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KWIC Indicator Narrative

Children Receiving Free or Reduced-price School Lunch - Public Schools

Data Provider: NYS Education Department


Related Indicators:

  • Children Receiving Free or Reduced-price Lunch [view data]

Life Area:

Economic Security


Free and reduced-price school lunch participation identifies the number and percentage of public school students in full-day kindergarten (K) through grade 12 participating in one of New York State's primary school nutrition programs. The percent is computed by dividing the number of students with an approved application for either free or reduced-price lunch by the total enrollment for those public school grades for the school year and multiplying by 100. Eligibility is determined by federal guidelines for family income and size.


The percentage of students participating in the School Lunch Program is an indicator of student poverty and its concentration in public schools. Research has documented that children from low-income families are more likely than others to go without necessary food; less likely to be in good preschool programs; more likely to be retained in grade; and more likely to drop out of school. The School Lunch Program provides low-income children with access to nutrition and, in turn, promotes learning readiness and healthy eating habits.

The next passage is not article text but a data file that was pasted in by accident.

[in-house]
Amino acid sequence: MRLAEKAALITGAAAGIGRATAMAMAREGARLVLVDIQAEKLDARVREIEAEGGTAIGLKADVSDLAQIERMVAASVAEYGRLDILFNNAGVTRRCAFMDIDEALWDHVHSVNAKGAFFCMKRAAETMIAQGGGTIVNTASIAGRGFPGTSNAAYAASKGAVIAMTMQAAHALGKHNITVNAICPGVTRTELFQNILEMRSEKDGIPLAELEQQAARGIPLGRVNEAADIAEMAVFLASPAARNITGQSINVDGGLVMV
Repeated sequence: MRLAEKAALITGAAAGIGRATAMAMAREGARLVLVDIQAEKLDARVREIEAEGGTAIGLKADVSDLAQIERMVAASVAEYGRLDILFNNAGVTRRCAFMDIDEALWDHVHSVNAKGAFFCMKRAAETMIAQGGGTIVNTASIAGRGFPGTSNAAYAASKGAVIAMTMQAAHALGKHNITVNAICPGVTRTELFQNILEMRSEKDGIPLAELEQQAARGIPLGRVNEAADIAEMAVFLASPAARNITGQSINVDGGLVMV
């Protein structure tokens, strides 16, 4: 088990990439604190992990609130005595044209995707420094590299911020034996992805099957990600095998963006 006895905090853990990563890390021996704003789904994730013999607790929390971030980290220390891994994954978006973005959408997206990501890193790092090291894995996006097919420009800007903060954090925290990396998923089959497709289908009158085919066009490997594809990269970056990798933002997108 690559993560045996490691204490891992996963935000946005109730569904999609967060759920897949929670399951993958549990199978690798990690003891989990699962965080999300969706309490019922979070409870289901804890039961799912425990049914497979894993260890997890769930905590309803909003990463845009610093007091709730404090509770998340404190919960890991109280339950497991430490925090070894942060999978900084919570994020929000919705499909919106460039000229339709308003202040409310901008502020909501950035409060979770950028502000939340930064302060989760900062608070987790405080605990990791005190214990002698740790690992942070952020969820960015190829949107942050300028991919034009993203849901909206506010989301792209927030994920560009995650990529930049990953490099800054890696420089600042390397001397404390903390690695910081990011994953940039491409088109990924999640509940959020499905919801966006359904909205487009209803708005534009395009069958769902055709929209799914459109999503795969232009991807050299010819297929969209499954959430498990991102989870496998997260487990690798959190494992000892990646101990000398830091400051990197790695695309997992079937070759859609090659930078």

Students in grades K-6 are used as an indicator of student poverty, as opposed to all students in grades K-12, because there is a tendency among students at the junior and senior high school levels not to apply for a free or reduced-price school lunch. This tendency may or may not be equal across schools and districts.


  • In 2016/17, 52.9 percent of New York State's public school students in grades K-12 received free or reduced-price school lunch. 
  • About 72 percent of New York City public school children received free or reduced-price school lunch compared to 41 percent in Rest of State. This disparity between New York City and Rest of State has remained fairly constant.

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